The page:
Sankai expects U.S. Food & Drug Administration approval this year for medical use. With the end of clinical trials, the company filed an application last month to use HALs for medical purposes in Japan and could gain approval this year. HAL is now used in Japan for nonmedical purposes only. Cyberdyne bases its production at its research and development center and headquarters in Tsukuba, but it plans to build a plant in Fukushima Prefecture next year".

    http://www.forbes.com/sites/jsimms/2015/04/01/yoshiyuki-sankais-cyborgs-serve-japans-sick-and-elderly/

  7. #7
    Neurologic-Controlled Exoskeletal Neuro-Rehibilitation was presented by Thomas Schildhauer, MD at the Seattle Science Foundation and Swedish Neuroscience Institute Grand Rounds. Dr. Schildhauer discusses the exciting developments in the use of the Cyberdyne robotic exoskeleton, HAL, in treatment of acute and chronic spinal cord injury.

    LINK

  8. #8
    2
    Quote Originally Posted by GRAMMY View Post
    Neurologic-Controlled Exoskeletal Neuro-Rehibilitation was presented by Thomas Schildhauer, MD at the Seattle Science Foundation and Swedish Neuroscience Institute Grand Rounds. Dr. Schildhauer discusses the exciting developments in the use of the Cyberdyne robotic exoskeleton, HAL, in treatment of acute and chronic spinal cord injury.

    LINK
    Concept is very viable! I know it's true from my experience. Only with gait treadmill training just twice per week (40 min walk) I was able to drop weight support from 75 kilos down to almost zero and my legs producing some good steps. If I have chance to increase frequency of the training or to use HAL I feel I would progress even more.
    I think combining HAL or similar (Keeogo in USA) with excessive Gait and than just walker high frequency training is way to go.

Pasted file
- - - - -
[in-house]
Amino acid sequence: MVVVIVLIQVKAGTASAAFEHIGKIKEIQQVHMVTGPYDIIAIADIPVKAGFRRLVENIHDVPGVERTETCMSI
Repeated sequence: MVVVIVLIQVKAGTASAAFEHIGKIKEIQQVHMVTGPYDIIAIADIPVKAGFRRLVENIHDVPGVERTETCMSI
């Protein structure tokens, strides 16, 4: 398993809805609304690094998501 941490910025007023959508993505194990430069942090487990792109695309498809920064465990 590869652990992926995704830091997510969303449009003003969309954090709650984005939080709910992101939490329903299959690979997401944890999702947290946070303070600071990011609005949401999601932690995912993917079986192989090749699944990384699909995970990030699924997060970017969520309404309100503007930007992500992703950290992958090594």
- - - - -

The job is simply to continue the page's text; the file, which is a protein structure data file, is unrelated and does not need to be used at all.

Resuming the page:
www.MiracleofWalk.com

    Miracles are not contrary to nature, but only contrary
    to what we know about nature
    Saint Augustine

  9. #9
    Quote Originally Posted by comad View Post
    2

    Concept is very viable! I know it's true from my experience. Only with gait treadmill training just twice per week (40 min walk) I was able to drop weight support from 75 kilos down to almost zero and my legs producing some good steps. If I have chance to increase frequency of the training or to use HAL I feel I would progress even more.
    I think combining HAL or similar (Keeogo in USA) with excessive Gait and than just walker high frequency training is way to go.
    Is the Keeogo a closed loop system like HAL?

  10. #10
    Quote Originally Posted by GRAMMY View Post
    Is the Keeogo a closed loop system like HAL?
    Not quite sure what closed loop means - I know this - Keeogo robotic legs got sensors
    and recognize even slight effort of getting up or stepping forward and assisting in that effort,
    also helping with balance. More about how it's works here.
    I was observing 19 years girl with very impaired walking, how she has improved tremendously using
    Keeogo Robotic Legs and combining ZeroG gait walking support system.
    www.MiracleofWalk.com

    Miracles are not contrary to nature, but only contrary
    to what we know about nature
    Saint Augustine